Broken bond

"Blah. James Blah."

"Blah. James Blah."

Rated 1.0

The end of summer—that miserable time when Hollywood runs out of interesting tent pole movies and starts farting garbage out of its fat ass.

Case in point: The November Man, a truly awful movie with Pierce Brosnan headlining. This movie gets a big theatrical release while being the sort of thing most TV executives would look at and say, “Hey, ya know what? I don’t want to air that rote piece of shit, even if it does have the former James Bond guy in it. It’s not good enough for TV, let alone theaters. Let’s just rerun The Wizard of Oz or America’s Got Talent again. Now … blow me!”

Brosnan stars as Devereaux, a former CIA guy who winds up in places like Russia shooting people like nobody’s business and getting himself mixed up in their politics. For starters, there’s no way any American would get away with the crazy crap this guy does in this film. He’d get squashed like a bug the second he stepped out of his hotel room.

The film is rife with spy movie clichés. Devereaux has a wife and child who create “complications,” he has a former trainee he shepherded (Luke Bracey) on his trail, along with a couple of CIA heads of questionable character (Will Patton and Bill Smitrovich) messing with him. Yes, there is also the mysterious damsel in distress (Olga Kurylenko) that Devereaux must protect while dealing with his own serious drinking problem.

It’s your basic “Who’s the real bad guy?” film, with everybody doing something relatively nasty at one time or another to keep things confusing. Brosnan’s character offs a lot of people, and even cuts an innocent woman’s femoral artery to make a dramatic point.

Incidentally, that woman’s sole purpose is to provide the movie with a sex scene for Bracey. She shows up, gets naked, and then gets the femoral artery severed. Then she goes bye-bye. The way the screenwriters get her character into bed with Bracey is that her cat always winds up in his apartment. Being that his apartment’s door is always closed, her cat always getting in there is the result of some serious stalker behavior that the movie never really addresses.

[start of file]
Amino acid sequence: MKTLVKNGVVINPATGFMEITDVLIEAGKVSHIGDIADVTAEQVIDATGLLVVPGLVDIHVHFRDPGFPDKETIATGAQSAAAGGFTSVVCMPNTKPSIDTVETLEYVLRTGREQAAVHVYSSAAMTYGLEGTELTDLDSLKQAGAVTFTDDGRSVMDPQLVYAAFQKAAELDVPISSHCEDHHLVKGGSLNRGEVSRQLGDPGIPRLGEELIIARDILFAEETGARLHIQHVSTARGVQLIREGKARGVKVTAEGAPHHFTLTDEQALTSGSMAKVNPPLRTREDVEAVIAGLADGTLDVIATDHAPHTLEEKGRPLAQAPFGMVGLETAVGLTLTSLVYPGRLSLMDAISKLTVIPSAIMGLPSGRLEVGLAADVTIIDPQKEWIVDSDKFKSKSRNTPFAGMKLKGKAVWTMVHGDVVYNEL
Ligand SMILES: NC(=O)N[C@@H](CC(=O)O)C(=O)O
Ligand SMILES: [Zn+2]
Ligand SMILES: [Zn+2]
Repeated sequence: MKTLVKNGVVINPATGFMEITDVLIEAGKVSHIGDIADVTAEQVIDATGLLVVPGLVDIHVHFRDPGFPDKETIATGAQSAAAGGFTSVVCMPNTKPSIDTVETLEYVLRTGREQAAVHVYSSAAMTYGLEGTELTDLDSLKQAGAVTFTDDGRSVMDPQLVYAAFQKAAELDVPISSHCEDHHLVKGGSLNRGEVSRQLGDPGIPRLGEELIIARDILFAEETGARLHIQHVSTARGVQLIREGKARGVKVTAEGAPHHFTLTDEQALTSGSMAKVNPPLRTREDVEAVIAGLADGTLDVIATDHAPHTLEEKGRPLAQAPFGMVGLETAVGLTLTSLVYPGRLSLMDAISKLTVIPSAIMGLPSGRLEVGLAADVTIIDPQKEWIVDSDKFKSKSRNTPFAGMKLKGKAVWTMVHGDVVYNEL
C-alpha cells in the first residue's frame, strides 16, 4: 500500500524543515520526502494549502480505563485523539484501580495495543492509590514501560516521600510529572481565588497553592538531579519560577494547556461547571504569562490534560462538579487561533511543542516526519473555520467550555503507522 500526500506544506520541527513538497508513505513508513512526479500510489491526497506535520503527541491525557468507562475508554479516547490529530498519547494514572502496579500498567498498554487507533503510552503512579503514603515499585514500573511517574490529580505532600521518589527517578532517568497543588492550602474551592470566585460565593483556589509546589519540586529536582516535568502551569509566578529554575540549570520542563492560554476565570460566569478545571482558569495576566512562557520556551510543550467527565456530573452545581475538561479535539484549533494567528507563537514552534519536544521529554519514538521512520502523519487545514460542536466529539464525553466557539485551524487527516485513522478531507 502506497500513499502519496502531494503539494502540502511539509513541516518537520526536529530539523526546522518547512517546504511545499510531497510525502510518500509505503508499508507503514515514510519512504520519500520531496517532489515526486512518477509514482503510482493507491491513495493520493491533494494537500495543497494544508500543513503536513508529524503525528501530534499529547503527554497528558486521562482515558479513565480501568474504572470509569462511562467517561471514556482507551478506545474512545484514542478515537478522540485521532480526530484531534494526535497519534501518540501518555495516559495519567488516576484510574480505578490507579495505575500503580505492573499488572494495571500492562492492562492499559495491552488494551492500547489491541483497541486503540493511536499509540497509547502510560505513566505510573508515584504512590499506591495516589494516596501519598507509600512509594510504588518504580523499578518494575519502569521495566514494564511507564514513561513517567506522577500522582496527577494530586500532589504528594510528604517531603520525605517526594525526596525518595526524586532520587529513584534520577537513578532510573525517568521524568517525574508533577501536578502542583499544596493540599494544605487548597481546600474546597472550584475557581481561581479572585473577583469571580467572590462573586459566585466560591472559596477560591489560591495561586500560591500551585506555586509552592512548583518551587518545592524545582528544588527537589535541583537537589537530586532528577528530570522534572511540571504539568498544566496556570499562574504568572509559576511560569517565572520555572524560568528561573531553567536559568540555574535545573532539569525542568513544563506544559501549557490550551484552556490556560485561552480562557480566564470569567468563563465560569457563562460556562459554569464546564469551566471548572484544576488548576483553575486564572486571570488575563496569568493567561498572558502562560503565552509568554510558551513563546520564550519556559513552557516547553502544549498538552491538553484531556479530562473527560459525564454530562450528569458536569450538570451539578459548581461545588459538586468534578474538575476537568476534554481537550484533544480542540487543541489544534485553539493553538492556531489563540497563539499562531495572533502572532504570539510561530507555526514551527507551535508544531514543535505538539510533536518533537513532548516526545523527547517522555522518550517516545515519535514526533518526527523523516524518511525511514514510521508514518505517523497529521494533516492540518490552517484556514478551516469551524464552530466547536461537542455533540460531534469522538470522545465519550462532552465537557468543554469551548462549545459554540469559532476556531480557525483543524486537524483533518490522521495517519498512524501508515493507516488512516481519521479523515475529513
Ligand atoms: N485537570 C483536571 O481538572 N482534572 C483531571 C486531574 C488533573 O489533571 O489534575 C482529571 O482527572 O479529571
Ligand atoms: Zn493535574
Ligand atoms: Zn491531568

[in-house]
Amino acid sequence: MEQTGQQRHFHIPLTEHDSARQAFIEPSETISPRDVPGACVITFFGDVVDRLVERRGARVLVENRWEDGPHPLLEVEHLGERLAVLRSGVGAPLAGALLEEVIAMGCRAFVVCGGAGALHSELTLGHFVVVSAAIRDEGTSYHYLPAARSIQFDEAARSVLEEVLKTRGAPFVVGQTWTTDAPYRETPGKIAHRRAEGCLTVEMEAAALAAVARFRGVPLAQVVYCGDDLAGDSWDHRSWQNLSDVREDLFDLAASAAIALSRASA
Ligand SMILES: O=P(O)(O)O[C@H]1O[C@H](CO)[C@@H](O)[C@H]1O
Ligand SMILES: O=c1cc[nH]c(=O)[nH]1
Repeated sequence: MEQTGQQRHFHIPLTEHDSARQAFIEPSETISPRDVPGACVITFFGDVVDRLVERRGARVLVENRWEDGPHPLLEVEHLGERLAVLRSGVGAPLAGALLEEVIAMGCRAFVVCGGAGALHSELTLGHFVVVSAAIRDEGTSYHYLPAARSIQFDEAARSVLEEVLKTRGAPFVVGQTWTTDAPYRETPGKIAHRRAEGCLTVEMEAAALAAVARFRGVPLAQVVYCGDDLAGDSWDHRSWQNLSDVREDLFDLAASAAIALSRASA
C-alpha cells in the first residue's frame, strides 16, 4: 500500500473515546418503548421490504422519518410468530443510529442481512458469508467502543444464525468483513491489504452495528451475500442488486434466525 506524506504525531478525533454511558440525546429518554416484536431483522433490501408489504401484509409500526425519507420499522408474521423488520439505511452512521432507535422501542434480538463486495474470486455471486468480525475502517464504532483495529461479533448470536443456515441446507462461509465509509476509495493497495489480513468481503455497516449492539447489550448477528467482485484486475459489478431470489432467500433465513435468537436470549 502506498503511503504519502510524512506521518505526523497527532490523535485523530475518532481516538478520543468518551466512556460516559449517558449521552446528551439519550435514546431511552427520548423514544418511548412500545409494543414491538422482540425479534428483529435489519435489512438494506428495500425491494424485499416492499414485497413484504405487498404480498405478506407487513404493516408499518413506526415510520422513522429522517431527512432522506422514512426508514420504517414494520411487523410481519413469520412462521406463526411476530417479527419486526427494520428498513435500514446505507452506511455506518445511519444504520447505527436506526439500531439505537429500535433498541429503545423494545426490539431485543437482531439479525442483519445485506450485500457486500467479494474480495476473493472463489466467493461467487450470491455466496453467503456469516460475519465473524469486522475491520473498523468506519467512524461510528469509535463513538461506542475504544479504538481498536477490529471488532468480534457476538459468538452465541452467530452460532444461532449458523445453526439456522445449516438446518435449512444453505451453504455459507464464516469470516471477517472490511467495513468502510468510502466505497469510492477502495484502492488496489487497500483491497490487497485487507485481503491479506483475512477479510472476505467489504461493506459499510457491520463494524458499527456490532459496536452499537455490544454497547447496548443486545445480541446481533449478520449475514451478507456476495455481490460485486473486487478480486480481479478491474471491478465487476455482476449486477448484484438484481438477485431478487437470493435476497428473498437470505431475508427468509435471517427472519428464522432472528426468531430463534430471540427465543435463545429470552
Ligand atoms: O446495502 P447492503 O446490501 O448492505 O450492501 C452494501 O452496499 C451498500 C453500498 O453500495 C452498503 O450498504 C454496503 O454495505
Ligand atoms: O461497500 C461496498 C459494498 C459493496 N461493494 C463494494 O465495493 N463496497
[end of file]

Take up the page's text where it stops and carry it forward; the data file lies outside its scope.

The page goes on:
Bracey never says, “Say, your cat is always in my apartment, which means you had to open my door and put it there, unless your cat is a ghost cat that can pass through doors, which would be disturbing. I’m in the CIA, so I’m going to shoot you now because you are a freak, and I’m allergic to cats. Time to disappear!” She’s hot, so she gets away with it.

Devereaux and company blow things up like crazy, shoot each other in the streets of Moscow and Belgrade, with no interruption from local authorities. This stuff is going down in public, and nobody with a Russian accent shows up and says, “This nonsense stops now. Go home imperialist pigs. Go home to your Sylvester Stallones, fancy mini phones and diet colas!” Nope, just a bunch of Americans having their way in territories that would surely skin them alive for their behavior.

Director Roger Donaldson has had a strange career. The man should’ve been banned from anything to do with movies for making Cocktail back in 1988, and yet he continues to get work. He’s actually responsible for another suck-ass Brosnan flick, the miserable volcano epic Dante’s Peak. Somewhere in the midst of turning out all this crap, he also managed to make the very good The World’s Fastest Indian and Thirteen Days, so go figure.

You would think that with the resources given to them, the Hollywood movie machine would be able to give us at least one quality film per week for an option at theaters. Nope, the well has already run dry this summer, and we will probably have to wait it out until October to see something really good.